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The title says it all. I'm curious what the origin/etymology of the name 'sinc function' (pronounced 'sink') comes from. Presumably its a modification of 'sin'.

$\textrm{sinc}(x) \equiv \frac{ sin(x) }{x} $

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This is quite curious... I just came across the sinc function myself, and was wondering the same exact question! – apnorton Feb 11 '13 at 2:34
This superannuated mathematician never heard of it --- looks like a neologism, maybe even a nonce word, or a hapax legomenon. – Lubin Feb 11 '13 at 4:05
up vote 3 down vote accepted

Wikipedia says

The term "sinc" is a contraction of the function's full Latin name, the sinus cardinalis (cardinal sine) It was introduced by Phillip M. Woodward in his 1952 paper "Information theory and inverse probability in telecommunication" in which he said the function "occurs so often in Fourier analysis and its applications that it does seem to merit some notation of its own" and his 1953 book Probability and Information Theory, with Applications to Radar.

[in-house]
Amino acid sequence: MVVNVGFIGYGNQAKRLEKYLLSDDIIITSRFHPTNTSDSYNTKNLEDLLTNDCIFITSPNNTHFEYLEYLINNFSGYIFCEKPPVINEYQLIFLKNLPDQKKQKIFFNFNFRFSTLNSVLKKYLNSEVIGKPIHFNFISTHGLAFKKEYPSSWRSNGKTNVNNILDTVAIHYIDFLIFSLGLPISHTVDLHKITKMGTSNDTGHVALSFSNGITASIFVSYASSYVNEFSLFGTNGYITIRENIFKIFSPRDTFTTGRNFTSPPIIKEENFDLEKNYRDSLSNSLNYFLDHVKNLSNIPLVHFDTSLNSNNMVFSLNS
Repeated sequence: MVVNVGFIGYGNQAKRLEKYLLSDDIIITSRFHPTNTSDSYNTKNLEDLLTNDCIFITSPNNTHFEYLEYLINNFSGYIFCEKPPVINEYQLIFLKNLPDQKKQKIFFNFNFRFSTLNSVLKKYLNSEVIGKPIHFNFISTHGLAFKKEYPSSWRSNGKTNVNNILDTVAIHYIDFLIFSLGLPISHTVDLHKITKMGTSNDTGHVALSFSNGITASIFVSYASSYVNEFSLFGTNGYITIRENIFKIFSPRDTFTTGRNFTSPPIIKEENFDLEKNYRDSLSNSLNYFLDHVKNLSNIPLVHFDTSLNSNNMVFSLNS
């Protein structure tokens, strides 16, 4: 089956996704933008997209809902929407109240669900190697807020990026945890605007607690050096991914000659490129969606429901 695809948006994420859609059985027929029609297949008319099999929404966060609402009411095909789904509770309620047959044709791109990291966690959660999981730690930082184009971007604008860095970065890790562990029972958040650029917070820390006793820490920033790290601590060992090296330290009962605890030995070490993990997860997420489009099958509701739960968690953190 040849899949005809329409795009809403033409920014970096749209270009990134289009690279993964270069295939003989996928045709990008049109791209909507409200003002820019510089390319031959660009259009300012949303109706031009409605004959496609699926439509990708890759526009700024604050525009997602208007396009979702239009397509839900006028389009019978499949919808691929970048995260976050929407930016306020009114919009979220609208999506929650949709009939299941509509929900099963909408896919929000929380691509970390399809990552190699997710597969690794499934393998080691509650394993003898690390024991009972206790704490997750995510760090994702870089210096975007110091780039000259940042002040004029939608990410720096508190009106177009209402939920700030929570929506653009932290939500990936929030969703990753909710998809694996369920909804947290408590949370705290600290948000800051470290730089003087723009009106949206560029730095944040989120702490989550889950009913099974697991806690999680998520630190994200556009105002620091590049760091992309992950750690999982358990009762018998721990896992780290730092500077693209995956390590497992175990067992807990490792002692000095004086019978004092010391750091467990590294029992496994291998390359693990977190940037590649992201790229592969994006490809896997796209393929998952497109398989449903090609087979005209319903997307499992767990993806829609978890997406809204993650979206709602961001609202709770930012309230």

See also this answer of mine.

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Interesting, and why 'cardinal' ? – DilithiumMatrix Feb 11 '13 at 4:36

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